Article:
I salute Justice Gustin L. Reichbach for his courageous act of civil disobedience and his willingness to admit publicly his use of marijuana for medical purposes.
Anyone who has personally suffered or has seen a friend or family member suffer from debilitating pain that traditional remedies do not sufficiently help knows that it does not permit a person to function productively. It is hard to engage in the everyday activities, like eating, sleeping, playing with children, and enjoying the company of friends and family, that make life worthwhile. One’s life becomes entirely focused on the pain.
The judge’s plea to legalize marijuana for medical purposes comes from both his head and his heart. Legally, it does not make sense to criminalize a treatment when the decision should best be left to the discretion of a patient and his doctor.
Why should a person be punished for seeking relief using a drug that is known to alleviate suffering, while causing no side effects and no harm to others? Why should his friends be exposed to arrest for their altruistic response? It seems cruel for a civilized society to withhold available help.
I hope that the New York State Legislature acts, as many other states have already done, to change the law. No more unnecessary suffering. Let’s make a person’s final days as comfortable as possible.
Brooklyn, May 17, 2012
The writer is a professor at Touro Law School.
To the Editor:
I am a cancer survivor, and my heart goes out to Justice Gustin L. Reichbach and his family.
Although Justice Reichbach reports that marijuana had a benefit for him, anecdotal reports are not reliable scientific evidence because the claimed benefits are not independently verified and do not reflect double-blind controls. Anecdotal reports may also be inaccurate because of the emotional expectations of the person using marijuana and the placebo effect. In some cases, there may be deliberate exaggeration for ideological reasons.
Public health must be protected by standards based on unbiased science and objective clinical testing, not on politics, emotion and anecdotal accounts.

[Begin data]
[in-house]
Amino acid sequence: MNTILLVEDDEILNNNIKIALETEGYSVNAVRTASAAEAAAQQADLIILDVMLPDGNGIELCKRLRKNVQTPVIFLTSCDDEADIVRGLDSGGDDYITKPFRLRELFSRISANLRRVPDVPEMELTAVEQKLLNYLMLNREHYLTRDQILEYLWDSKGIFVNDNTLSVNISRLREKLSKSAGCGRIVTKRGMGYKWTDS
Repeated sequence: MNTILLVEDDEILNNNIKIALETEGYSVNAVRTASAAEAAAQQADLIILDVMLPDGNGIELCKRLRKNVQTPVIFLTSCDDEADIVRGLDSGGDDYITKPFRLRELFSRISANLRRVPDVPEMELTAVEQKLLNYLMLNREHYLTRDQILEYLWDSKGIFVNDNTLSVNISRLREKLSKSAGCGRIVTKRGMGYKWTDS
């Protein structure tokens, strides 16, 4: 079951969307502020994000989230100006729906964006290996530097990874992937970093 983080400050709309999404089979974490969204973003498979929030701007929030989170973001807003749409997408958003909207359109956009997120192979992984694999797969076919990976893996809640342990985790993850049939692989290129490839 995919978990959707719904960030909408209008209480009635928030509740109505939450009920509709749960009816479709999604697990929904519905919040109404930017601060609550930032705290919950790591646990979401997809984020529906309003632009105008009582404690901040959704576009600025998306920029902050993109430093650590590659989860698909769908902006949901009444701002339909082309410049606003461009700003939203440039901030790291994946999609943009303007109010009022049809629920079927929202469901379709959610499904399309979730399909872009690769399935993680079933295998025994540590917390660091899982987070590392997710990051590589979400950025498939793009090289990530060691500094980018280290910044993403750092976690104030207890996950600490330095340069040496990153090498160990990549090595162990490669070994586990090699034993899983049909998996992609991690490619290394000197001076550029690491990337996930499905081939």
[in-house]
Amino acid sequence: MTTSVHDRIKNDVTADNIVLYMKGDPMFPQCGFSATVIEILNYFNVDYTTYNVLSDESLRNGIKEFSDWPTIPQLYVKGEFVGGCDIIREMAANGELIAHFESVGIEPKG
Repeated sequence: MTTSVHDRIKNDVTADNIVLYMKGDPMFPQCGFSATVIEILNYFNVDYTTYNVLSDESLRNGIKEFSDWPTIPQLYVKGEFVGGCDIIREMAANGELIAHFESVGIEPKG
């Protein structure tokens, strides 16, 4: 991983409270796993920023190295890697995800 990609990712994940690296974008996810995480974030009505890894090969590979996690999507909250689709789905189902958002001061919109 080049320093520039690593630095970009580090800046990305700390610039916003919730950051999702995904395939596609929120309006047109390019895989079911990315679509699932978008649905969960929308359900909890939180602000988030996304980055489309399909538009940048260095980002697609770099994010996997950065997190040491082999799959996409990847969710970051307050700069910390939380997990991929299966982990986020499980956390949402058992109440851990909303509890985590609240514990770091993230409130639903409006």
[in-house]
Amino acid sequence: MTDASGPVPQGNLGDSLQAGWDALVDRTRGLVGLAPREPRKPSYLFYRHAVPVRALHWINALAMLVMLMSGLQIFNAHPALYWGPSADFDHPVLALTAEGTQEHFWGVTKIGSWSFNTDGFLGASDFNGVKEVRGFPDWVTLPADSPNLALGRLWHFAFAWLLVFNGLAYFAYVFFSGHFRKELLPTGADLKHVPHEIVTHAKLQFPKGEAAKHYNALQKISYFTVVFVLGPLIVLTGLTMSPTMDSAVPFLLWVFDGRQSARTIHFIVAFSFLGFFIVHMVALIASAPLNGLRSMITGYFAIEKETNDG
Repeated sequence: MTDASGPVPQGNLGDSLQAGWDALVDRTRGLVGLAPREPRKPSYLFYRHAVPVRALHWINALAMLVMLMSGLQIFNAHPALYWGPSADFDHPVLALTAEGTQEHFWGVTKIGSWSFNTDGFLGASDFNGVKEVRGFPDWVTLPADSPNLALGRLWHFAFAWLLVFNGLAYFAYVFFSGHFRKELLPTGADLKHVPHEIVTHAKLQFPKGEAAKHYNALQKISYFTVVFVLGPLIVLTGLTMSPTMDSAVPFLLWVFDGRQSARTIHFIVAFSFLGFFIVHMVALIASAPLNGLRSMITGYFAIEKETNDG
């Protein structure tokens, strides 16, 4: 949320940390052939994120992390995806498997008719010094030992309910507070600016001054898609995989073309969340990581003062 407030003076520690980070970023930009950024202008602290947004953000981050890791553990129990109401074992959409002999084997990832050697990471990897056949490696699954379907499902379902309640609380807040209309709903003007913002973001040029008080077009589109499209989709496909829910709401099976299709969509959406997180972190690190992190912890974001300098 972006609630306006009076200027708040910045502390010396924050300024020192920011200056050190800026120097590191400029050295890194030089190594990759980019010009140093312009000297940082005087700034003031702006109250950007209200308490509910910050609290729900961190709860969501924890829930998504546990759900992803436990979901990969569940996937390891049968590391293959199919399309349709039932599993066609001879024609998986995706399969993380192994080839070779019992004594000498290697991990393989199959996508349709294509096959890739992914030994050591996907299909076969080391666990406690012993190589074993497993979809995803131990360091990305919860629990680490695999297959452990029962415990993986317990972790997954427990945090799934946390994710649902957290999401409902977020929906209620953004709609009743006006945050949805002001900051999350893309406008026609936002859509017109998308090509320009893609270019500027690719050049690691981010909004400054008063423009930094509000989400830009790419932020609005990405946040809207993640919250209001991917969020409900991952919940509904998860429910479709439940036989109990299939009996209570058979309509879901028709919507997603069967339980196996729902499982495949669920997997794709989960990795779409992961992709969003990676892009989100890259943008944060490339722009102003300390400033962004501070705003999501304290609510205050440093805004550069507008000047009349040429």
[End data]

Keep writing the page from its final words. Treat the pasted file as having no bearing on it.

The Food and Drug Administration did a comprehensive study of smoked marijuana as medicine and found that there are “no sound scientific studies” supporting the medical use of marijuana. The F.D.A.’s modern, sophisticated drug approval process is our best defense against marketing unsafe and ineffective drugs.
It is true compassion to make sure that medicines are safe and effective and that the claims about them are true.
DAVID G. EVANS
Drug Free Schools CoalitionBelvidere, N.J., May 18, 2012
To the Editor:
Like Justice Gustin L. Reichbach, I, too, suffered the depredations of cancer treatment and obtained no relief from synthetic marijuana substitutes. Though I lived in Washington, a state in which medical marijuana “possession” was legal, it was difficult to legally obtain it.
So, like Justice Reichbach, I was provided the real thing by friends. The relief was immediate, requiring no more than one or two puffs, making my treatment-racked body immeasurably more comfortable.
Because marijuana is illegal under federal law, state dispensing of the substance is a rat’s nest of conflicting laws and ordinances, rife with potential for abuse. That marijuana remains a Schedule I drug, along with heroin and LSD, is beyond absurd.
It’s time for the medical community to demand action on patients’ behalf.
Santa Fe, N.M., May 17, 2012
The writer is co-author of “Breast Cancer — Getting Through It as a Couple.”